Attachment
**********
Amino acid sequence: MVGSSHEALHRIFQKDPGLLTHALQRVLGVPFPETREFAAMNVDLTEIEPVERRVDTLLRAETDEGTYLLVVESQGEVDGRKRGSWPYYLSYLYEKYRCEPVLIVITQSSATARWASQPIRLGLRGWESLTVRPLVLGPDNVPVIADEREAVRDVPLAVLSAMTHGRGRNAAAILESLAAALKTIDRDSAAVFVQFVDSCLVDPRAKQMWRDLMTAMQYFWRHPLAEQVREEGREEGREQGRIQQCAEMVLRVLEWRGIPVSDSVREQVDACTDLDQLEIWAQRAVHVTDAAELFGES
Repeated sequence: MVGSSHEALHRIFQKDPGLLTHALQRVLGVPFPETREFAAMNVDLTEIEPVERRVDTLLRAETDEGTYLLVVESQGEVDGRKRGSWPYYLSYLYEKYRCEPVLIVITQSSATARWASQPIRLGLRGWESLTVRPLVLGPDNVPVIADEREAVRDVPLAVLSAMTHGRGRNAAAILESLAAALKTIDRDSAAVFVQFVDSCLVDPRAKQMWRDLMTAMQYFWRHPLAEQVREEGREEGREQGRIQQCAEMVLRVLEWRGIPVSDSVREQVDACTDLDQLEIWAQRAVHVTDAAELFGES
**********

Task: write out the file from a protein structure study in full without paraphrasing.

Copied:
Amino acid sequence: MVGSSHEALHRIFQKDPGLLTHALQRVLGVPFPETREFAAMNVDLTEIEPVERRVDTLLRAETDEGTYLLVVESQGEVDGRKRGSWPYYLSYLYEKYRCEPVLIVITQSSATARWASQPIRLGLRGWESLTVRPLVLGPDNVPVIADEREAVRDVPLAVLSAMTHGRGRNAAAILESLAAALKTIDRDSAAVFVQFVDSCLVDPRAKQMWRDLMTAMQYFWRHPLAEQVREEGREEGREQGRIQQCAEMVLRVLEWRGIPVSDSVREQVDACTDLDQLEIWAQRAVHVTDAAELFGES
Repeated sequence: MVGSSHEALHRIFQKDPGLLTHALQRVLGVPFPETREFAAMNVDLTEIEPVERRVDTLLRAETDEGTYLLVVESQGEVDGRKRGSWPYYLSYLYEKYRCEPVLIVITQSSATARWASQPIRLGLRGWESLTVRPLVLGPDNVPVIADEREAVRDVPLAVLSAMTHGRGRNAAAILESLAAALKTIDRDSAAVFVQFVDSCLVDPRAKQMWRDLMTAMQYFWRHPLAEQVREEGREEGREQGRIQQCAEMVLRVLEWRGIPVSDSVREQVDACTDLDQLEIWAQRAVHVTDAAELFGES